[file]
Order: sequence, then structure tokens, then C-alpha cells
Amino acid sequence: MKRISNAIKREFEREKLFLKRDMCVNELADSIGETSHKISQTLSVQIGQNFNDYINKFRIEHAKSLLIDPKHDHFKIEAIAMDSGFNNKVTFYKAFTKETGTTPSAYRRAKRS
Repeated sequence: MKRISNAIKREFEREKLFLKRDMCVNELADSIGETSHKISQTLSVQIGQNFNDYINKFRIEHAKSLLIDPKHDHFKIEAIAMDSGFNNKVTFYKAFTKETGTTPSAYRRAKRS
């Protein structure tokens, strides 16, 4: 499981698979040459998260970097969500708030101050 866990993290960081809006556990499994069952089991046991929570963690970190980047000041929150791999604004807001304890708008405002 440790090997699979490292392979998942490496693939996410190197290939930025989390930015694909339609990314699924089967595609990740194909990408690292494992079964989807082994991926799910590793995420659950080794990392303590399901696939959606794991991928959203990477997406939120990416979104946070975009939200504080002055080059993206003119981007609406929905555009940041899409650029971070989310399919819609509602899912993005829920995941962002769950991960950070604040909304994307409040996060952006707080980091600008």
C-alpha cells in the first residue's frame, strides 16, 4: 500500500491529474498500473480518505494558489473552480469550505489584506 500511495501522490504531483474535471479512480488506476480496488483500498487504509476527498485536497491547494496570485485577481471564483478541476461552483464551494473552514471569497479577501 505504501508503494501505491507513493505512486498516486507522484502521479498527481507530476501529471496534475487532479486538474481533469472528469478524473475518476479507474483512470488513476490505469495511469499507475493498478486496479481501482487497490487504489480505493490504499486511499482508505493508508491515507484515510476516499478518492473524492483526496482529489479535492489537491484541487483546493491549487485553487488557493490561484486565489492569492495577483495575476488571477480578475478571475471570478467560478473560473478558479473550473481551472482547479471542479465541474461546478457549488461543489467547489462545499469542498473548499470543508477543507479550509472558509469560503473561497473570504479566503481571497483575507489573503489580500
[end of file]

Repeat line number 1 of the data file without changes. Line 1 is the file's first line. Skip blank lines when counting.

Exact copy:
Order: sequence, then structure tokens, then C-alpha cells